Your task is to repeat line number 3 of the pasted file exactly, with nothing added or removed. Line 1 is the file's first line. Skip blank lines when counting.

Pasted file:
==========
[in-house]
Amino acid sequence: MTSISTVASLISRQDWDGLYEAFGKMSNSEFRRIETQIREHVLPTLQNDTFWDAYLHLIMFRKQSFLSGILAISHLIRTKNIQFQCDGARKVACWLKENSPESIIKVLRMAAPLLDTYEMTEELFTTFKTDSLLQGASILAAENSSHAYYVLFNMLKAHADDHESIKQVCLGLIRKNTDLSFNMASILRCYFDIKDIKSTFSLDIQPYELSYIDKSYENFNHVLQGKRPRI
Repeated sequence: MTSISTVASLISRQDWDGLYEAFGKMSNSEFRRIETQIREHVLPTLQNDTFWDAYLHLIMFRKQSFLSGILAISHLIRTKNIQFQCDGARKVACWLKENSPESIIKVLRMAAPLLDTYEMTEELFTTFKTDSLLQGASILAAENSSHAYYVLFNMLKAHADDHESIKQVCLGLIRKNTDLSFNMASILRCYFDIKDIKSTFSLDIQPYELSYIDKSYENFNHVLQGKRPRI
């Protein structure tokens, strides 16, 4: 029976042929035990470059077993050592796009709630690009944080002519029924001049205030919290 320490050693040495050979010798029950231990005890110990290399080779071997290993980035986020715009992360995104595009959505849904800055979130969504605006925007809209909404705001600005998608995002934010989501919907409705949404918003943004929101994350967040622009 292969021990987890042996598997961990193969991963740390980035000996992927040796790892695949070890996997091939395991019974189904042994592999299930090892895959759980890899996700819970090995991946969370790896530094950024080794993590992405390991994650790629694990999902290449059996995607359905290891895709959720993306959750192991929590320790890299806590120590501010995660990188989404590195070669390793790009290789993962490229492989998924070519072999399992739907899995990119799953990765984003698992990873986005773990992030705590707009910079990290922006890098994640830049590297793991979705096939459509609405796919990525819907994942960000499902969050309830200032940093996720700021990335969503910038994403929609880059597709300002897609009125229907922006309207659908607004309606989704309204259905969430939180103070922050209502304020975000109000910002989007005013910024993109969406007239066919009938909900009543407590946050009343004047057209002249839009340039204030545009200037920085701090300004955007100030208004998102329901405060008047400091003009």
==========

Repeated sequence: MTSISTVASLISRQDWDGLYEAFGKMSNSEFRRIETQIREHVLPTLQNDTFWDAYLHLIMFRKQSFLSGILAISHLIRTKNIQFQCDGARKVACWLKENSPESIIKVLRMAAPLLDTYEMTEELFTTFKTDSLLQGASILAAENSSHAYYVLFNMLKAHADDHESIKQVCLGLIRKNTDLSFNMASILRCYFDIKDIKSTFSLDIQPYELSYIDKSYENFNHVLQGKRPRI